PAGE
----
Consumer confidence grows in January: study
With the “fiscal cliff” in the US averted and the holiday season splurge in rear-view, Canadian consumers are feeling increasingly comfortable with the state of the economy and their personal finances, according to the latest Consumer Confidence Index from Taylor Nelson Sofres (TNS).
According to the study, consumer confidence rose from 98.6 in December to 99.1, a slight improvement on October 2012′s high of 98.9.
“Canadians are showing signs that they want to believe in a rapidly growing economy, but are held back by a number of factors, including the slowing housing market,” said Norman Baillie-David, VP, TNS in a statement, adding that the upcoming debt ceiling showdown in the US is also likely to keep Canadian consumers cautiously optimistic.
The present situation index, which measures how consumers currently feel about the economy, however, saw a 1.4 point drop from 101.2 to 99.8, suggesting that consumers may still be feeling a little post-holiday spending regret.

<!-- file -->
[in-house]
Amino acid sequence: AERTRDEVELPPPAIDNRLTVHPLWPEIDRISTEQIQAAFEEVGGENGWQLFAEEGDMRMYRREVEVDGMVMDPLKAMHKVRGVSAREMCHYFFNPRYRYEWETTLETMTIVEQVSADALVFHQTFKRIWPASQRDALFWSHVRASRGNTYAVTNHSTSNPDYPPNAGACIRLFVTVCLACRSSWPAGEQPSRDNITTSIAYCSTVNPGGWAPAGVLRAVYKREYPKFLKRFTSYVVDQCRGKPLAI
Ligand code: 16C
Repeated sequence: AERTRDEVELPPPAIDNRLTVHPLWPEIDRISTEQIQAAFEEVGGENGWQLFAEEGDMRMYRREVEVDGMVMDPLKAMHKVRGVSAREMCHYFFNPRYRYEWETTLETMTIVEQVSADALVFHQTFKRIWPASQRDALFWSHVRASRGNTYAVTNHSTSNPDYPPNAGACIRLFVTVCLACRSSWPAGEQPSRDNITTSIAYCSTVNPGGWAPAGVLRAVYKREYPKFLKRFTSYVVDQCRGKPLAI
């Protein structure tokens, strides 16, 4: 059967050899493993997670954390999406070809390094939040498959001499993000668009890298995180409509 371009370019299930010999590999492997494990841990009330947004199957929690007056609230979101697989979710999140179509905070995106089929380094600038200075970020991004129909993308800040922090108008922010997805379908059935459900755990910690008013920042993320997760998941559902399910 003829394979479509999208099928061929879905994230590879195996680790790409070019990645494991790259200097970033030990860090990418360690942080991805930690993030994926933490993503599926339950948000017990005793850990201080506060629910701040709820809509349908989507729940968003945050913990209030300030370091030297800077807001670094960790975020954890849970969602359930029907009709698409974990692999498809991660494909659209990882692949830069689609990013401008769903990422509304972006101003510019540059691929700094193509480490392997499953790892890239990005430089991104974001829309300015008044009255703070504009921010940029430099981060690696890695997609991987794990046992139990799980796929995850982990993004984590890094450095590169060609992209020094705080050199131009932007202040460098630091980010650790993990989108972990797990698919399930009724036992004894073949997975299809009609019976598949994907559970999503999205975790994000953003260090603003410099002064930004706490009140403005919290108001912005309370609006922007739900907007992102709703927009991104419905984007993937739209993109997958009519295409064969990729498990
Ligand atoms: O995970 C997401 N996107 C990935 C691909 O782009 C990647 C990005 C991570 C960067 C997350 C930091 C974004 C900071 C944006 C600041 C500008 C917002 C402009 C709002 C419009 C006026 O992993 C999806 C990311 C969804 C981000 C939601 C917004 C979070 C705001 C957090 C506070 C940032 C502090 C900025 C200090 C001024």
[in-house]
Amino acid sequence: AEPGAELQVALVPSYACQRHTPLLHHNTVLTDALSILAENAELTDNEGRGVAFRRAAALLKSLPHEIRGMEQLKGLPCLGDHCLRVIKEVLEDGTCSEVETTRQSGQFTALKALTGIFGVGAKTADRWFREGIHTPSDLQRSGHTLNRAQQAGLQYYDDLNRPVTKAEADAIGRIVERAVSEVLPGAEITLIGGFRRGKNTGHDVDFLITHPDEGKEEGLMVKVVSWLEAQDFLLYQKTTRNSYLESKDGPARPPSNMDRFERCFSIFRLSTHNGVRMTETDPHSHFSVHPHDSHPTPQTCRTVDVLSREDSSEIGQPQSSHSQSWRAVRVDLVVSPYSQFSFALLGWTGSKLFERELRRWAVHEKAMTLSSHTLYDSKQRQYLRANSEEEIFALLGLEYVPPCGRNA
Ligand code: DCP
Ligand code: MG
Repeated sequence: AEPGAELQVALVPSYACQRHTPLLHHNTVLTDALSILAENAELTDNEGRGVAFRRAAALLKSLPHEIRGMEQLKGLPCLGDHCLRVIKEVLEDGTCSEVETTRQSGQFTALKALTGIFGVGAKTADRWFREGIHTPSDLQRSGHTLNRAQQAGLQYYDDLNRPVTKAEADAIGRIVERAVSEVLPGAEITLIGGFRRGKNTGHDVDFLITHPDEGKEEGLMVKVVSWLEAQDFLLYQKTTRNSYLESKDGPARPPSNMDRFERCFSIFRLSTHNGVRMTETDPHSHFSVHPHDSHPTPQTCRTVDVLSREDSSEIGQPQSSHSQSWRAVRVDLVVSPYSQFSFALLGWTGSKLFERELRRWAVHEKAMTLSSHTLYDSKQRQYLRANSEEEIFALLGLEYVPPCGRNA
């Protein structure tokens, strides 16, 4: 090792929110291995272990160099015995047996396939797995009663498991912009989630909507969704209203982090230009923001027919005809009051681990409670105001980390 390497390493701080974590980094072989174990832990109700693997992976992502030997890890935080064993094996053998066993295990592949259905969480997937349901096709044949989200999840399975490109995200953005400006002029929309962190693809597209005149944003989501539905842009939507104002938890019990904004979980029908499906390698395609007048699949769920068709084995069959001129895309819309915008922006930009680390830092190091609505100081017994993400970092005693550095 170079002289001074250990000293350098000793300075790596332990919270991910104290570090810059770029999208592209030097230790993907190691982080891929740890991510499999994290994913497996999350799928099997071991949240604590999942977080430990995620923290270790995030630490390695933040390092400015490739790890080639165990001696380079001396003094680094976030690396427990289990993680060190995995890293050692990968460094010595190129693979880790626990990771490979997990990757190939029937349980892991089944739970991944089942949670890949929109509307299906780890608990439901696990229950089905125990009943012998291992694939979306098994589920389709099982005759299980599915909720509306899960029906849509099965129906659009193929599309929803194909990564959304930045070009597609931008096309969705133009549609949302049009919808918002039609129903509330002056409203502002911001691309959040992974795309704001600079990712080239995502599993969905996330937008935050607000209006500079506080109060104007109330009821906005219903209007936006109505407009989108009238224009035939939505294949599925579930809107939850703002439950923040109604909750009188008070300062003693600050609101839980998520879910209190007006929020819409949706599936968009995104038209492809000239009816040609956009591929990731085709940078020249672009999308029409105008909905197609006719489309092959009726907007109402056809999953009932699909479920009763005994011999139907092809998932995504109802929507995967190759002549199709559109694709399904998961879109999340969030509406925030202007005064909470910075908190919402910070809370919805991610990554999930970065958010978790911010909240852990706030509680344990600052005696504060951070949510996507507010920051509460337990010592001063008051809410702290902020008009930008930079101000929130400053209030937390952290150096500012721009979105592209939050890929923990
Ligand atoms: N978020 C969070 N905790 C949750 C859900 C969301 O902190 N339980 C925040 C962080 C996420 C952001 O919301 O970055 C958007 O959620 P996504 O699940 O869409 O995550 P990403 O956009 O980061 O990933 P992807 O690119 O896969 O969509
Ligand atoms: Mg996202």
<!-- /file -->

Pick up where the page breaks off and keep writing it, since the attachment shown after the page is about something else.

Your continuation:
Despite current worries, the expectations index, which offers insight on people’s outlooks for six months from now, increased from 101.6 to 102.1, its highest point since May 2012.
Meanwhile, the buy index, which measures consumers’ willingness to purchase big ticket items, rose sharply from 92.1 to 95.1. This, said Baillie-David, is unusual for January, which usually sees a drop in the buy index as people focus on paying off their holiday debts.
“The sharp increase in January is a clear signal that Canadians individually feel confident, didn’t overspend on the holidays, and are ready to buy now,” he explained.
The study uses a base score of 100, with scores below signalling that consumers feel less confident than usual, and scores above suggesting they feel more confident.
The Consumer Confidence Index was conducted using a sample of 1,015 Canadians, which was collected between Jan. 14 and 17 using TNS’s bi-weekly telephone omnibus service. The margin of error is plus or minus 3.1 percentage points.